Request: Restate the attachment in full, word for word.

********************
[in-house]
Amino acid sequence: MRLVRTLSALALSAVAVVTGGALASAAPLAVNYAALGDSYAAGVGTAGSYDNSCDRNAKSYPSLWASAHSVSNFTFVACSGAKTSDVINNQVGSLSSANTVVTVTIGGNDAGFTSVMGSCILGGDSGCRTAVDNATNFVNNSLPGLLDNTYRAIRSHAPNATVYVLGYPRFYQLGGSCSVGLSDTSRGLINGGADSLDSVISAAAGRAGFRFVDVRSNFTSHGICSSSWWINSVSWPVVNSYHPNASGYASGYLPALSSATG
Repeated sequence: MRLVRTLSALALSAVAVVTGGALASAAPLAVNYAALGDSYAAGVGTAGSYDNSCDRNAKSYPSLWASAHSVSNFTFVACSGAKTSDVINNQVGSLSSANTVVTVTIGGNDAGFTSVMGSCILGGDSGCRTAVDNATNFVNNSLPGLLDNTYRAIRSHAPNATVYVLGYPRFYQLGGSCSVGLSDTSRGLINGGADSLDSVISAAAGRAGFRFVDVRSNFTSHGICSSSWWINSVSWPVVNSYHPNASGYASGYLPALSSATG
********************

[in-house]
Amino acid sequence: MRLVRTLSALALSAVAVVTGGALASAAPLAVNYAALGDSYAAGVGTAGSYDNSCDRNAKSYPSLWASAHSVSNFTFVACSGAKTSDVINNQVGSLSSANTVVTVTIGGNDAGFTSVMGSCILGGDSGCRTAVDNATNFVNNSLPGLLDNTYRAIRSHAPNATVYVLGYPRFYQLGGSCSVGLSDTSRGLINGGADSLDSVISAAAGRAGFRFVDVRSNFTSHGICSSSWWINSVSWPVVNSYHPNASGYASGYLPALSSATG
Repeated sequence: MRLVRTLSALALSAVAVVTGGALASAAPLAVNYAALGDSYAAGVGTAGSYDNSCDRNAKSYPSLWASAHSVSNFTFVACSGAKTSDVINNQVGSLSSANTVVTVTIGGNDAGFTSVMGSCILGGDSGCRTAVDNATNFVNNSLPGLLDNTYRAIRSHAPNATVYVLGYPRFYQLGGSCSVGLSDTSRGLINGGADSLDSVISAAAGRAGFRFVDVRSNFTSHGICSSSWWINSVSWPVVNSYHPNASGYASGYLPALSSATG